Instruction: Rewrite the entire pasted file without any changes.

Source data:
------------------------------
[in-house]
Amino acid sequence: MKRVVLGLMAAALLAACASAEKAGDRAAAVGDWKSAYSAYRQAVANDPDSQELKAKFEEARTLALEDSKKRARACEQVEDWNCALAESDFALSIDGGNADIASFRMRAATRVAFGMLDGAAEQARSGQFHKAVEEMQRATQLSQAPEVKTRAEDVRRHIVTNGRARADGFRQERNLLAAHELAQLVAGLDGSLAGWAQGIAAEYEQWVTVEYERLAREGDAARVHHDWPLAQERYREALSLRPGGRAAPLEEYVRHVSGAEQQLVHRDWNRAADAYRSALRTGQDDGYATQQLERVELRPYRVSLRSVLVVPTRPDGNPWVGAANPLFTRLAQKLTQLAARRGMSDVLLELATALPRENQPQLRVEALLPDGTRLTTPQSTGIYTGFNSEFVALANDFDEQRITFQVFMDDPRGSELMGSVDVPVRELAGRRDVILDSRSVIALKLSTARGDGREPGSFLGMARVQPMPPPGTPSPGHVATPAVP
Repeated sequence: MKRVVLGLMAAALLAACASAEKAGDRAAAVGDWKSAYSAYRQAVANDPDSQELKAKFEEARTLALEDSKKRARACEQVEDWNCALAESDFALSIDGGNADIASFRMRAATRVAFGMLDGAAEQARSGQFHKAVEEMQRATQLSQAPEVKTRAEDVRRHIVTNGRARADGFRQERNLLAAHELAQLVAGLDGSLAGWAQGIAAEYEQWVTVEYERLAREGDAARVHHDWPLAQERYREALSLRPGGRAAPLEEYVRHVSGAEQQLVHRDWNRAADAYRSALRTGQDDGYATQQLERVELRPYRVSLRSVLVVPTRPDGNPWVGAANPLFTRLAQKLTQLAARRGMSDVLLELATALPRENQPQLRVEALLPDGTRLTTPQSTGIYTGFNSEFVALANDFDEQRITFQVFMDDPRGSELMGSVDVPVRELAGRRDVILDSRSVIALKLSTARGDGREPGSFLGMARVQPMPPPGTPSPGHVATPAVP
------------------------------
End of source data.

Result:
[in-house]
Amino acid sequence: MKRVVLGLMAAALLAACASAEKAGDRAAAVGDWKSAYSAYRQAVANDPDSQELKAKFEEARTLALEDSKKRARACEQVEDWNCALAESDFALSIDGGNADIASFRMRAATRVAFGMLDGAAEQARSGQFHKAVEEMQRATQLSQAPEVKTRAEDVRRHIVTNGRARADGFRQERNLLAAHELAQLVAGLDGSLAGWAQGIAAEYEQWVTVEYERLAREGDAARVHHDWPLAQERYREALSLRPGGRAAPLEEYVRHVSGAEQQLVHRDWNRAADAYRSALRTGQDDGYATQQLERVELRPYRVSLRSVLVVPTRPDGNPWVGAANPLFTRLAQKLTQLAARRGMSDVLLELATALPRENQPQLRVEALLPDGTRLTTPQSTGIYTGFNSEFVALANDFDEQRITFQVFMDDPRGSELMGSVDVPVRELAGRRDVILDSRSVIALKLSTARGDGREPGSFLGMARVQPMPPPGTPSPGHVATPAVP
Repeated sequence: MKRVVLGLMAAALLAACASAEKAGDRAAAVGDWKSAYSAYRQAVANDPDSQELKAKFEEARTLALEDSKKRARACEQVEDWNCALAESDFALSIDGGNADIASFRMRAATRVAFGMLDGAAEQARSGQFHKAVEEMQRATQLSQAPEVKTRAEDVRRHIVTNGRARADGFRQERNLLAAHELAQLVAGLDGSLAGWAQGIAAEYEQWVTVEYERLAREGDAARVHHDWPLAQERYREALSLRPGGRAAPLEEYVRHVSGAEQQLVHRDWNRAADAYRSALRTGQDDGYATQQLERVELRPYRVSLRSVLVVPTRPDGNPWVGAANPLFTRLAQKLTQLAARRGMSDVLLELATALPRENQPQLRVEALLPDGTRLTTPQSTGIYTGFNSEFVALANDFDEQRITFQVFMDDPRGSELMGSVDVPVRELAGRRDVILDSRSVIALKLSTARGDGREPGSFLGMARVQPMPPPGTPSPGHVATPAVP